Data Transparency: As sustainability and social impact become central to transport policies, agencies require transparent reporting on how technology solutions contribute to these goals. This means collecting and sharing data on emissions reduction, energy efficiency, and other relevant metrics should be a key consideration when looking for a technology provider and partner. This can be identified by the pursuit or possession of relevant certifications such as B-Corp.   

Long-Term Partnerships: Public transport organisations are looking for technology partners who are committed to their sustainability and social impact objectives over the long term. This may involve ongoing support, updates, and working with multiple partners on one solution, with shared priorities.  The data reported and available by a partner can give valuable insight to their alignment to the transport organisation’s vision, commitments and priorities.   

Tracking Social and Environmental Impact

There’s now increasing focus through market engagements and invitations to tender on social value designed to place responsibility on a supplier to offer more value and commitment to sustainable operations.  

However one of the most significant challenges for transport agencies is how to consistently track the wider social and environmental impact, both positive and negative, of their supply chain for large programmes. It is easy for promises to slip between the cracks after the procurement stage, and this task is made even more complex due to the interconnected nature of supply chains.   

It is crucial for agencies to gain insights into the impact of their operations to ensure everyone remains committed to the original stated mission and can verify their programme is in line with their policies.   

Here are some strategies for tracking social and environmental impact effectively:  

Data Analytics: Utilise advanced data analytics tools to collect, process, and analyse data related to environmental and social impact. This can include tracking carbon emissions, energy consumption, and social inclusion metrics. Kerv Digital’s expertise in the Microsoft Power Platform can be instrumental in creating customised dashboards for such data, ensuring it is easy-to-consume.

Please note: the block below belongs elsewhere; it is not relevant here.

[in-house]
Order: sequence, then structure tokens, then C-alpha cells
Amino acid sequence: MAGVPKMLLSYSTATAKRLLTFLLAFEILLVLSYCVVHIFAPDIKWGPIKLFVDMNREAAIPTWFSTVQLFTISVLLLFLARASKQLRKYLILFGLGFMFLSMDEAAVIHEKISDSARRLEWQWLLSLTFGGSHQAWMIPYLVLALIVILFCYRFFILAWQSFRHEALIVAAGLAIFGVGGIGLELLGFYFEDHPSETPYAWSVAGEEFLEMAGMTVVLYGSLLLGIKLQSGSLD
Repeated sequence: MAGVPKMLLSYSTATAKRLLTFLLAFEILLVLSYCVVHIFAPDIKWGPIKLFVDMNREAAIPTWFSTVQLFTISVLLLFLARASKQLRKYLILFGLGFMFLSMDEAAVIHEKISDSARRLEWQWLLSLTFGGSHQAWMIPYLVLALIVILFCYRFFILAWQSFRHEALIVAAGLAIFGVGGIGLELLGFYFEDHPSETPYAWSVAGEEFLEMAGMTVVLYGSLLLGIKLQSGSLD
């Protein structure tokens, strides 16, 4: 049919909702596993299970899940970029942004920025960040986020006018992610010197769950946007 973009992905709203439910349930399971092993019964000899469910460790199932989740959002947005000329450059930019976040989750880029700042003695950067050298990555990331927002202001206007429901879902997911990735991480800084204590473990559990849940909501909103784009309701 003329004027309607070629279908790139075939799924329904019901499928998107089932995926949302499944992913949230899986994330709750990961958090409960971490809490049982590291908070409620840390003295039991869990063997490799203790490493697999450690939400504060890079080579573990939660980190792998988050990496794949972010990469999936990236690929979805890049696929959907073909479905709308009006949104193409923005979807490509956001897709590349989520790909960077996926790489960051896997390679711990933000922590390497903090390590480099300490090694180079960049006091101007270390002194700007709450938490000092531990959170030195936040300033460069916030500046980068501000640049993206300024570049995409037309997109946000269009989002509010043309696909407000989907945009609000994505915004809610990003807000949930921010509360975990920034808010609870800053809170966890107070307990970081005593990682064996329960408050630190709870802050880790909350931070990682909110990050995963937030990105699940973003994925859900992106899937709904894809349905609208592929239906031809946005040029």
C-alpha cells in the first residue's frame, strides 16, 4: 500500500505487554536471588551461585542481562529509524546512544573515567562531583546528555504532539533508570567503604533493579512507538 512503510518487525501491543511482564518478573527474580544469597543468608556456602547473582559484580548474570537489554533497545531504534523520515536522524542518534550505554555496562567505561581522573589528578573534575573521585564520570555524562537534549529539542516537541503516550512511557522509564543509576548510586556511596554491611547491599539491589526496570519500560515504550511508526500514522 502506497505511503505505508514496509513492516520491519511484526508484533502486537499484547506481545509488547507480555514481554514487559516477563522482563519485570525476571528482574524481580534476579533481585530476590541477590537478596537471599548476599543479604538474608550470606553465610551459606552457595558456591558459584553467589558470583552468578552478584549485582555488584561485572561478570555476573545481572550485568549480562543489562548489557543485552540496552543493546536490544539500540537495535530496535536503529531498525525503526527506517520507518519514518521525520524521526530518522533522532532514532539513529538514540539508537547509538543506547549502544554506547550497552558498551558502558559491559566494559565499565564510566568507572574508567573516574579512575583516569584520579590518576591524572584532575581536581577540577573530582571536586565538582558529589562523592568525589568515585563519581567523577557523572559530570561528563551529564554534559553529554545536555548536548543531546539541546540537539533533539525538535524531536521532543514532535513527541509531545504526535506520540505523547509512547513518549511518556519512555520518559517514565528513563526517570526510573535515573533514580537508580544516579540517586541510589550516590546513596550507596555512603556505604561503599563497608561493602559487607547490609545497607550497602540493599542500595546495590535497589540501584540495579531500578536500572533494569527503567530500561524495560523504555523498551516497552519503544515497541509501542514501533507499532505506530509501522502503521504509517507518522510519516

Low-Code Applications: Implement solutions to create a transparent ledger of supply chain activities across multiple suppliers, internal resources and projects as part of the programme. This can help in tracing the origin of products and materials, ensuring that sustainable and ethical sources are used, and measure the overall impact at certain key milestones.  

Collaboration and Reporting: Collaborate with suppliers and partners to establish reporting standards and requirements. Regularly collect and verify data from the supply chain to ensure accuracy.  

Stakeholder Engagement: Engage with various stakeholders, including local communities and environmental organisations, to gather feedback and insights on the impact of transport system change programmes. This can help identify areas for improvement and promote transparency.  

Benchmarking and Certification: Benchmark your organisations performance against industry standards and seek certifications related to sustainability and social impact. This can provide credibility and assurance to the public, whilst ensuring the organisations standards are reflected in the selected supplier.   

The shifting priorities of transport agencies in the public sector towards sustainability and social impact are reshaping the landscape of technology procurement. By doing so, these organisations can prove the value of their ventures, and a return on investment that goes far beyond cost saving and efficiencies. Ensuring that transport software, platforms and architecture are accessible, sustainable and socially responsible will ultimately benefit both the environment and society; meaning that suppliers must continuously improve their sustainability policies to keep pace and be successful, which in turn increases the impact of taxpayer-funded projects markedly.